A khaki knicker's cry from the dustbin of time: "even deshbhakts dumped me"
Now I am gone. But there were days when I was feared. And often mocked.
True, many respected me and some worshipped me. It was not just my khaki colour. It was that I adorned the waists of powerful men. I gave the powerful men the veneer of authority and moral sanction.
I am referring to the police constable and also to the social and cultural evangelists some derisively called 'Sanghis', both of whom wore me, the humble pair of khaki shorts.
There was only a slight difference between the two classes of people. The police had statutory power; the others just sought it.
In some states, where the RSS was in power, all those whose ponderous waists I adorned (with gnarled, varicose-veined legs sticking out) appropriated certain unconstitutional powers.
But then, in those days, I never complained. Because I, the pair of khaki shorts, was power incarnate. As soon a Sanghi wore me, he assumed a different stride. A stride that showcased valour and a certain hatred for the outcastes of Mother India or Bharat Mata, for whose protection he wore me.
As soon a Sanghi wore me, he assumed a different stride. A stride that showcased valour
But why was I mocked, especially by youngsters?
That's because I was just a pair of shorts, and not full pants. Even in the 1960s and 70s when I gave the police constable his pride and glamour, I was mocked.
School and college students who walked down the main streets from Trivandrum in the south to Haridwar in the north, made signs at me. Some made the vulgar sign by cupping their palms. Others showed the more daring sign of the danda, the outstretched forearm, which had a double meaning, and ran away even before the police constable could react.
So, in sheer anger, the police constable often picked up some stones and threw them at the children.
Kids didn't dare do such things against the RSS men returning from their morning exercises wearing me. Because they were always more powerful than the police. Also, they had moral and caste sanction, they claimed.
Who could throw stones at them or show them the vulgar sign of the danda? The RSS often said it controlled the police, and not the other way round.
The RSS had adopted me from its inception, so I had a certain historical aura around me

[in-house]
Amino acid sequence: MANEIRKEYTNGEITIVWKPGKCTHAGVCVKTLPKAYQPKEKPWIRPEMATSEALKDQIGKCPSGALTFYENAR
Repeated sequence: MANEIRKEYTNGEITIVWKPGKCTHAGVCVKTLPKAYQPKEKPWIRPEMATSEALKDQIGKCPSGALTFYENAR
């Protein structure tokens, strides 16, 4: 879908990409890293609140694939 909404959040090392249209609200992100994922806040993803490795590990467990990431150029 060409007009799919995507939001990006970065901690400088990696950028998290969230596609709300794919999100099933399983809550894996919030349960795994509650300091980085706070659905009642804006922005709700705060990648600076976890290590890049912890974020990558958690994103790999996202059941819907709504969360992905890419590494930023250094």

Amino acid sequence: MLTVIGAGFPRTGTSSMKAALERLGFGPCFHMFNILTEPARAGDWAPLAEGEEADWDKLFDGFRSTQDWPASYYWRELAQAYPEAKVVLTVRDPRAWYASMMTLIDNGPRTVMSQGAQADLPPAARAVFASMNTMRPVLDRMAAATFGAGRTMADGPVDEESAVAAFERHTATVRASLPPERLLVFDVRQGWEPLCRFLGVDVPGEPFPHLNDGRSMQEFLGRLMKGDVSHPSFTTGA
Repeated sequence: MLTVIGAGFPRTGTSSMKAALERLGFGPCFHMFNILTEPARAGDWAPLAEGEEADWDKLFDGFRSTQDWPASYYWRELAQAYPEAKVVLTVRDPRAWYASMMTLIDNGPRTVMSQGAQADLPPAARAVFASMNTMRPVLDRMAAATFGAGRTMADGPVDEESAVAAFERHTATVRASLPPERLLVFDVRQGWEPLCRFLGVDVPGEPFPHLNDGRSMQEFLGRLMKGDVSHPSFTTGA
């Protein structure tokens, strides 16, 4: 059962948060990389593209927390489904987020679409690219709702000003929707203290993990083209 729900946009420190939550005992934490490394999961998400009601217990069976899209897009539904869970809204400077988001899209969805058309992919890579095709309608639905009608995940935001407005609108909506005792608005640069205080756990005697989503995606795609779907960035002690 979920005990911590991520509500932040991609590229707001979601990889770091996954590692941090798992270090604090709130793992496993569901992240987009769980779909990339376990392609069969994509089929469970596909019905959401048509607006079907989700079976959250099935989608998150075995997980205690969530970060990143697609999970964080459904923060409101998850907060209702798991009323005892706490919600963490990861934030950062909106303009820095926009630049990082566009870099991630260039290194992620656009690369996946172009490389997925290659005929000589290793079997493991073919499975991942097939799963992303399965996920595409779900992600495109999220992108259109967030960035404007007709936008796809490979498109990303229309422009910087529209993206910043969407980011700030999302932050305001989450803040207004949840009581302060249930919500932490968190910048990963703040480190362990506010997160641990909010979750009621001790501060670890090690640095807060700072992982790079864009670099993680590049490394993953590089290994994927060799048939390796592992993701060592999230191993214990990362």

The RSS had adopted me from its inception, so I had a certain historical aura around me. The historical heft soon turned into everyday language, and the RSS man was always referred to as the knickerwallah - as if I was the cause of all his problems.
Political fence-sitters were referred to as those who wore the khaki knickers underneath while wearing expensive trousers on top, presenting the veneer of the true-blooded liberal. Such people were mocked incessantly - "Yeh to knickerwallah hai"!
I bore the brunt of all this mockery through the years, as India went through its ups and downs.
To tell you the truth, the whole country was scared of me, because the man who wore me carried the lathi of moral indignation and perpetual victimhood in his hands. He often used it to show the 'other' Indians where they belonged.
During arson and riots, I was a sought-after commodity, and once the RSS man wore me and took to the streets, I became the symbol of power.
The man who wore me first imagined and then appropriated the 'pure India' (bereft of the depressed castes and minorities), for that is the India all of us wanted to inhabit. It is that India he had in mind when he shouted 'Bharat mata ki jai' before wading into the crowd or participated in a street march, much like the army.
When he and his colleagues marched while wearing me and my colleagues, people looked at us with fear and adoration. Who could stop us?
I am reminded of the 70s when police dumped me. My main patron, the deshbhakt, is also dumping me[
Now, I am reminded of the 1970s when the police dumped me. My main patron, the deshbhakt, is also dumping me. From Nagpur, where there are more khaki shorts than oranges, comes the news that even deshbhakts will start wearing brown pants from now on.
I feel distraught, to put it mildly. What will be my position in Indian history if even the true lovers of the country throw me away and start wearing brown pants?
I was handstitched by the deshbhakts' families. But now, they too have fallen victim to the mall culture. Imagine deshbhakts queuing up inside malls to buys brown pants.
What a fall, my dear deshbhakts.
(The views expressed here are personal and do not necessarily reflect those of the organisation.)
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